Home Moving to the Netherlands Where to Live The neighborhoods of Amsterdam
Last update on June 03, 2020

Relocating to Amsterdam? Find out which part of the city you should move to with our guide to neighborhoods of Amsterdam.

With some 100km of canals and more bicycles than residents, Amsterdam’s scenic and quirky center offers a diverse living experience for its dynamic population. 180 different nationalities make up around 50% of the city’s residents. There are many distinct neighborhoods densely packed together and competition for housing is fierce. An estimated average range of rental prices in 2019 is €18-€23 per sqm.

According to Patrick Daas from Expats Amsterdam, a company that provides a range of expat-related services from visas to mortgages, Amsterdam is expected to have a population of 850,000 by 2025. This growth will be made possible by new residential developments: IJburg and Zeeburgereiland in Oost, and Bongerd and Overhoeks in Noord; these neighborhoods offered some of the most modern, spacious deals in 2019.

Here’s a quick guide to Amsterdam’s neighborhoods, with some tips from Patrick on the best places to live.

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Center and canals

“…an Amsterdam canal in the summer is paradise.’’ – Elyssa Downs, British, Amsterdam

In the center, apartments veer towards snug rather than spacious and stairs are steep. Prices on the canal ring (grachtengordel) lined with 17th- and 18th-century houses are vertiginous, although many expats enjoy the typically Dutch experience in grandeur surrounds.


“This district just west of the Grachtengordel and north of Amsterdam’s shopping district is an exceptionally desirable neighborhood”, says Daas. Its beautiful canals and quirky, narrow streets are occupied by a bohemian mixture of yuppies and expats, with a core of young families and business-owning locals. Prices have exploded in recent years and in terms of price per square meter, it offers poor value and accommodation is often cramped. In the bordering district of Westerpark, housing development on former industrial sites have filled the need for affordable three- to four-bedroom houses, with the benefit of a huge park nearby.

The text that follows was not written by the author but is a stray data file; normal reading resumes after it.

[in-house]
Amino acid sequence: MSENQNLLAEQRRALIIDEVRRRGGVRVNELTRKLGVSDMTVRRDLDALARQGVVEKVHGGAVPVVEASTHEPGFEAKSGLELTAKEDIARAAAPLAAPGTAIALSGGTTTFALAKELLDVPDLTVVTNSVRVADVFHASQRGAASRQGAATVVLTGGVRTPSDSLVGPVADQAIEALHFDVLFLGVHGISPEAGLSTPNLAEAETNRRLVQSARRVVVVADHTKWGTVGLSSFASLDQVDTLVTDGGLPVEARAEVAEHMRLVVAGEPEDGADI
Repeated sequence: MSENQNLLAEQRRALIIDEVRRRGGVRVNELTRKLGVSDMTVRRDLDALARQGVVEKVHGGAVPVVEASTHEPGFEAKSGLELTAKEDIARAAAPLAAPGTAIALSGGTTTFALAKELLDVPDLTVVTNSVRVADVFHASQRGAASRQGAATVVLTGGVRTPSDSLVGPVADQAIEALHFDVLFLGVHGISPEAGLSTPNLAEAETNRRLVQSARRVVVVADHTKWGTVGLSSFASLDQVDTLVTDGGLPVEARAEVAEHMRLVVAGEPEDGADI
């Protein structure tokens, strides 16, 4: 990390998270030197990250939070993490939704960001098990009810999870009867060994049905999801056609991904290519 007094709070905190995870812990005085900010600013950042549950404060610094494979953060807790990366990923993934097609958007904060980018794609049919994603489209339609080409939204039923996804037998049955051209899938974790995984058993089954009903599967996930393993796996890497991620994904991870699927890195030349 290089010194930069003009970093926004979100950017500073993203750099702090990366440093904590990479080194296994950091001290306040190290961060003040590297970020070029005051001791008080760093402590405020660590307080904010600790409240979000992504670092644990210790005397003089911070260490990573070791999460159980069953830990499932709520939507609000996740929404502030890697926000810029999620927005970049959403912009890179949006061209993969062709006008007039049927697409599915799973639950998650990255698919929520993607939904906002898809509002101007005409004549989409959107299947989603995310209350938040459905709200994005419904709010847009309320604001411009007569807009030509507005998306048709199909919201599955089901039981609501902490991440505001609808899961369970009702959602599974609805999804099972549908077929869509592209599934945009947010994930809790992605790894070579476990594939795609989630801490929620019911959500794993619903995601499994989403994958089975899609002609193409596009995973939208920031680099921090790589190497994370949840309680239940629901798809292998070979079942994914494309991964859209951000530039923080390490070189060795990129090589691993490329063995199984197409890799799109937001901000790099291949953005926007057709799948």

De Pijp

Directly south of the center lies the regenerated De Pijp, which is a vibrant, funky neighborhood that has benefited from government regeneration and initiatives to increase private-home ownership opportunities, to the benefit of many expats.

Rising prices reflect its newfound status as a desired neighborhood among Dutch college students, creative professionals, and artists.

South (Oud-Zuid)

Oud-Zuid is a popular upmarket location for expats with easy access to international schools, the Vondelpark, and spacious, privately-owned housing. This is a wealthy part of the city, and its demographics have supported its uptown spirit for decades.

There’s a leafy, gracious-living feel with cafes and shopping streets to match. Duivelseiland is one desirable part with apartment accommodation, numerous cafes, and market shops.

East (Oost)